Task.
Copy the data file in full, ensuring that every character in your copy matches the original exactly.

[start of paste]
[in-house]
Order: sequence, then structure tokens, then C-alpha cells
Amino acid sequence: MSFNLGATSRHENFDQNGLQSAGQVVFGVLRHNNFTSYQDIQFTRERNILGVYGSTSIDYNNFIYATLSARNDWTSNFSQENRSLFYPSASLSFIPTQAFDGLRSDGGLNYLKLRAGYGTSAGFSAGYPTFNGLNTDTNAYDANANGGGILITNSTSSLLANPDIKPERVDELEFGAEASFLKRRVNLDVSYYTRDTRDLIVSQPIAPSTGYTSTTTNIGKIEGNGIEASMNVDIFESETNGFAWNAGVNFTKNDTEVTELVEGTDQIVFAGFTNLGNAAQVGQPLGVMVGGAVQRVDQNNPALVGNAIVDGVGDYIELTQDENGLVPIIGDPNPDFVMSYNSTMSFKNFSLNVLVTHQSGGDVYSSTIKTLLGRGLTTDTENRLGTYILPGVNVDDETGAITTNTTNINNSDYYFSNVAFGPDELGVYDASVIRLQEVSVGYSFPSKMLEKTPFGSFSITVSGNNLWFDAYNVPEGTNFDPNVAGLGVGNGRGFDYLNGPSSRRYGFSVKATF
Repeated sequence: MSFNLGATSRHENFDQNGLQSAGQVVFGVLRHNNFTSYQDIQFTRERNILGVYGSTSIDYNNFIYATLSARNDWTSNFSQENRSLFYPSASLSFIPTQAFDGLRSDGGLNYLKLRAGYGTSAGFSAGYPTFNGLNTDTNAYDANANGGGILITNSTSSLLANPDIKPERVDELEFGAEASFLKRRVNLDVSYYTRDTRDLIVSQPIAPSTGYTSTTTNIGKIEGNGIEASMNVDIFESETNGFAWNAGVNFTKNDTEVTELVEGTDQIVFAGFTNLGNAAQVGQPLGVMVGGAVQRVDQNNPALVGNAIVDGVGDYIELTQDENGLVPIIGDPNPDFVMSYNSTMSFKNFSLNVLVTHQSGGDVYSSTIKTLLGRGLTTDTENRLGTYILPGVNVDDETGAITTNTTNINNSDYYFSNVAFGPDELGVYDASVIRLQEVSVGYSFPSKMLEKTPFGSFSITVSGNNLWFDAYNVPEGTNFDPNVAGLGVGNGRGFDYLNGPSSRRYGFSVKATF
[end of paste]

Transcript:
[in-house]
Order: sequence, then structure tokens, then C-alpha cells
Amino acid sequence: MSFNLGATSRHENFDQNGLQSAGQVVFGVLRHNNFTSYQDIQFTRERNILGVYGSTSIDYNNFIYATLSARNDWTSNFSQENRSLFYPSASLSFIPTQAFDGLRSDGGLNYLKLRAGYGTSAGFSAGYPTFNGLNTDTNAYDANANGGGILITNSTSSLLANPDIKPERVDELEFGAEASFLKRRVNLDVSYYTRDTRDLIVSQPIAPSTGYTSTTTNIGKIEGNGIEASMNVDIFESETNGFAWNAGVNFTKNDTEVTELVEGTDQIVFAGFTNLGNAAQVGQPLGVMVGGAVQRVDQNNPALVGNAIVDGVGDYIELTQDENGLVPIIGDPNPDFVMSYNSTMSFKNFSLNVLVTHQSGGDVYSSTIKTLLGRGLTTDTENRLGTYILPGVNVDDETGAITTNTTNINNSDYYFSNVAFGPDELGVYDASVIRLQEVSVGYSFPSKMLEKTPFGSFSITVSGNNLWFDAYNVPEGTNFDPNVAGLGVGNGRGFDYLNGPSSRRYGFSVKATF
Repeated sequence: MSFNLGATSRHENFDQNGLQSAGQVVFGVLRHNNFTSYQDIQFTRERNILGVYGSTSIDYNNFIYATLSARNDWTSNFSQENRSLFYPSASLSFIPTQAFDGLRSDGGLNYLKLRAGYGTSAGFSAGYPTFNGLNTDTNAYDANANGGGILITNSTSSLLANPDIKPERVDELEFGAEASFLKRRVNLDVSYYTRDTRDLIVSQPIAPSTGYTSTTTNIGKIEGNGIEASMNVDIFESETNGFAWNAGVNFTKNDTEVTELVEGTDQIVFAGFTNLGNAAQVGQPLGVMVGGAVQRVDQNNPALVGNAIVDGVGDYIELTQDENGLVPIIGDPNPDFVMSYNSTMSFKNFSLNVLVTHQSGGDVYSSTIKTLLGRGLTTDTENRLGTYILPGVNVDDETGAITTNTTNINNSDYYFSNVAFGPDELGVYDASVIRLQEVSVGYSFPSKMLEKTPFGSFSITVSGNNLWFDAYNVPEGTNFDPNVAGLGVGNGRGFDYLNGPSSRRYGFSVKATF